The consequences of disease influence to a high degree the patients’ quality of life, their ADL, working ability and recreational activities. That makes it important to measure the result from the patient’s perspective as well as reporting demographic data, disease activity, co-morbidities, functional status and surgical data.

We have found that patients with RA assigned for orthopaedic surgery seem to be most concerned about pain relief. The SF-36 scores also indicate that the patients’ physical function, pain and general health were more deteriorated than their social function and mental health. By following patients prospectively we will have the opportunity to find out whether expectations and perception of health influence the outcome after surgery.


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P Kopylov

Wrist fusion, ulna head resection and fusion of the MP or PIP joints are not anymore the only operations that can be offered to patients with RA. The modern medical treatment has changed the course of the disease and we are not anymore in front of patients with major joint destruction, very bad hand function and low demands. Young ladies with well controlled disease expect surgery to result in restitution of function which allows a life close to normal in terms of work and leisure time activities. If pain relief remains the main indication it has to be associated with reconstruction of function, preserving mobility and increasing grip strength. For these reasons it appears necessary to limit fusions and increase the use of joint implants. Accurate evaluation of the patients’ need and expectations will help in the choice of the appropriate surgical procedure to achieve the treatment goal.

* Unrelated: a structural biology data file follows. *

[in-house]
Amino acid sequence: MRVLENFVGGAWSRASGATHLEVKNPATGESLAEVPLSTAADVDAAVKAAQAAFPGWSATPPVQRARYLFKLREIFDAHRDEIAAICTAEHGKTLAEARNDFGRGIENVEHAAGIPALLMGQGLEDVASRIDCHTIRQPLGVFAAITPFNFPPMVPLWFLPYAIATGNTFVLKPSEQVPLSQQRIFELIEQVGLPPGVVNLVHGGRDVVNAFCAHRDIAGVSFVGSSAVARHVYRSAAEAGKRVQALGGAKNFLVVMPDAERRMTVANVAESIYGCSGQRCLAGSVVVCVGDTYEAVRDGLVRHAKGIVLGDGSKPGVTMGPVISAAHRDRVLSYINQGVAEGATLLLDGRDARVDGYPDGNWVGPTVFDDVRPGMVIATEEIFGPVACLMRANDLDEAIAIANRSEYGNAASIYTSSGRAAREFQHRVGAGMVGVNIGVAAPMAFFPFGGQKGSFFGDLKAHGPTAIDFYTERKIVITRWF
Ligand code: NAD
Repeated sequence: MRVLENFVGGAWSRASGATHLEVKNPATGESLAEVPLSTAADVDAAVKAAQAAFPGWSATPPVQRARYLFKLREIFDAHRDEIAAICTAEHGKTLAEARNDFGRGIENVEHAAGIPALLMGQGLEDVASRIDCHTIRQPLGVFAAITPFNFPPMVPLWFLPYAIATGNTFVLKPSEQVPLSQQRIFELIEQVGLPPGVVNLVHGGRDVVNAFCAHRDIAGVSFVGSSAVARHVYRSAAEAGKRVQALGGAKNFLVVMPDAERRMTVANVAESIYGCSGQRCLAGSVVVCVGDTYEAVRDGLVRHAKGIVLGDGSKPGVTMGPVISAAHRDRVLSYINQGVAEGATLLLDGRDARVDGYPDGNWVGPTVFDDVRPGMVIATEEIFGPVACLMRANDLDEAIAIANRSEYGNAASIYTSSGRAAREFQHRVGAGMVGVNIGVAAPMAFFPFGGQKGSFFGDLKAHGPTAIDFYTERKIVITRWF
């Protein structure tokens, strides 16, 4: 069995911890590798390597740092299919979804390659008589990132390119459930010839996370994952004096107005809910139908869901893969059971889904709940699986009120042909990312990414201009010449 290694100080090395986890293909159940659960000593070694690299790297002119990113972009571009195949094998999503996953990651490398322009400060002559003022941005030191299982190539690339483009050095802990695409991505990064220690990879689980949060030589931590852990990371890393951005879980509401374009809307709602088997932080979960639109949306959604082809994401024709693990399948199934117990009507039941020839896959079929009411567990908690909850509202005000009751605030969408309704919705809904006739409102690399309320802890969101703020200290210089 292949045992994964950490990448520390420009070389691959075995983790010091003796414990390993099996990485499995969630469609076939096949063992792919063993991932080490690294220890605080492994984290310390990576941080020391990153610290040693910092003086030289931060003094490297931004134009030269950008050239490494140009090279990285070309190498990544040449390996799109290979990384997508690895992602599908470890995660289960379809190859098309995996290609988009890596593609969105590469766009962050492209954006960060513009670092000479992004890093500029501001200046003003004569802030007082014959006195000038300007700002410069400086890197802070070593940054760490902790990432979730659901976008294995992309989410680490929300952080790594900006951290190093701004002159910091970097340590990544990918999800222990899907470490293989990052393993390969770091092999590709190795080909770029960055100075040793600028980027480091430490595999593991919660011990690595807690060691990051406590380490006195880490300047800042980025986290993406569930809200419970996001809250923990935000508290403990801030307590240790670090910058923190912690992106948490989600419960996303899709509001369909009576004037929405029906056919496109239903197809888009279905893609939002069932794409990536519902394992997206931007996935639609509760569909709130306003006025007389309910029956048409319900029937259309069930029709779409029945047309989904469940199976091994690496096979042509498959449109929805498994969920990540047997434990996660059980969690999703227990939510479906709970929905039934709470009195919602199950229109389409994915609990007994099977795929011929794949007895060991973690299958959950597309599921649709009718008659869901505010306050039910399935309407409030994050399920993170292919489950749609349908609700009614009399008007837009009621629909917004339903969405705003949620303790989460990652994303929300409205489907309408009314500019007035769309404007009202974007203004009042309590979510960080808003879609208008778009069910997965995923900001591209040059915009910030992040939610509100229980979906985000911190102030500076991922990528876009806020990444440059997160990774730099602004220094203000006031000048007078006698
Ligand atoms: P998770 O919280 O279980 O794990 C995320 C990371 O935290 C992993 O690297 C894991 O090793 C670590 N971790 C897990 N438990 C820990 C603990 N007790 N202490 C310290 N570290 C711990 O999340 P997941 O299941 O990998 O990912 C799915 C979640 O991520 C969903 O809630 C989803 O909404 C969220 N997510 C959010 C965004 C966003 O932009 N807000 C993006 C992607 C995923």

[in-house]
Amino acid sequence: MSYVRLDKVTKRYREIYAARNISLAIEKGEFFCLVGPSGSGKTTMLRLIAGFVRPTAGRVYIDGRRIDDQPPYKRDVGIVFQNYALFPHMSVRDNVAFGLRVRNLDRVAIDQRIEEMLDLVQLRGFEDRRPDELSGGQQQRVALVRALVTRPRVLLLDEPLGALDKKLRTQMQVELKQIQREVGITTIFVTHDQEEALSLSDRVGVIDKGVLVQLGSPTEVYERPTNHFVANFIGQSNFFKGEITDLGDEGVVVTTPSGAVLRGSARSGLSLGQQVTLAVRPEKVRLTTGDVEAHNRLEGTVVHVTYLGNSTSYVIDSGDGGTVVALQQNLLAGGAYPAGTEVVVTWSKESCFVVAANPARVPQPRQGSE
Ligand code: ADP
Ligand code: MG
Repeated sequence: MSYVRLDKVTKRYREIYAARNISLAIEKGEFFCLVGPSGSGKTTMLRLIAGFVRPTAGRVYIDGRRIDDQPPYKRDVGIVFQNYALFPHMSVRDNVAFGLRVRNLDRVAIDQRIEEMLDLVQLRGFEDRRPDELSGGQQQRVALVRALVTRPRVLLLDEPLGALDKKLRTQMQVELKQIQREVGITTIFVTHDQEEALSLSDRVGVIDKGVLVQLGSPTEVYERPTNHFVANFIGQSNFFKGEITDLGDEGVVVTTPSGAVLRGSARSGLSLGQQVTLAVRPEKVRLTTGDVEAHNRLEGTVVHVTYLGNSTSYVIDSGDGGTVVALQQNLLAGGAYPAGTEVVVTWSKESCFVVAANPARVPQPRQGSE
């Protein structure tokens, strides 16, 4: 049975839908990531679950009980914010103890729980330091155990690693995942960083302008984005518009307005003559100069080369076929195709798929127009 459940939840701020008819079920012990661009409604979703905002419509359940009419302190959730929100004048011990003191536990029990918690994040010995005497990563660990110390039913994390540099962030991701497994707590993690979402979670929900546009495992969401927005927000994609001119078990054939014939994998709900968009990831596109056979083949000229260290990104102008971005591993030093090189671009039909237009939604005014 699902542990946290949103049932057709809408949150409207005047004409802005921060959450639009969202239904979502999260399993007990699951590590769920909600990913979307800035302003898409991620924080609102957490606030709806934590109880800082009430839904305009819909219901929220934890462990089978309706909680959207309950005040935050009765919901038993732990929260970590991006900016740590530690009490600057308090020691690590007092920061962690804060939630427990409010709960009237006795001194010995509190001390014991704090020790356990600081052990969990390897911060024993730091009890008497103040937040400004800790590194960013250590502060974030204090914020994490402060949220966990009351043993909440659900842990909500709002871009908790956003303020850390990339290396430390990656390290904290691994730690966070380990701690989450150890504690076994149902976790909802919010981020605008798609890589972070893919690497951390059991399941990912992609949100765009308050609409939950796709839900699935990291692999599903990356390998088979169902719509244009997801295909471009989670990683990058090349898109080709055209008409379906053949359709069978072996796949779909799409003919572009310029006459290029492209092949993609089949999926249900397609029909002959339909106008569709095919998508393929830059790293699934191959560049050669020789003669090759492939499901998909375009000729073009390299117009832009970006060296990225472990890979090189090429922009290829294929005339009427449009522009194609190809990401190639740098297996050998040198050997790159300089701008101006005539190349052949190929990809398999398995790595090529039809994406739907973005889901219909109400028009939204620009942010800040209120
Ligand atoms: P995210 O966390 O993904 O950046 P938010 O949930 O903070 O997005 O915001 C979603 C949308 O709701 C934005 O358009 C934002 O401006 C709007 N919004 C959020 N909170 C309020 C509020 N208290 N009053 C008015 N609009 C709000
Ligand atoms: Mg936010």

CT Currie JD Hutchison Ann Yellowlees

The Scottish Hip Fracture Audit (1) was founded on Rikshoft, the Swedish hip fracture register (2), and since 1993 has documented case-mix, process and outcomes of hip fracture care in Scotland. Evidence-based national guidelines on hip fracture care were updated by a multidisciplinary group in 2002(3). And hip fracture serves as a tracer condition by the health quality assurance authority for its work on older people, which reported in 2004 (4).

Audit data are used locally to document care and support and monitor service developments. Synergy between the guidelines and the audit provides a means of improving care locally and monitoring care nationally. External review by the quality assurance body shows to what extent guideline-based standards relating to A& E care, pre-operative delay, multidisciplinary care and audit participation are met.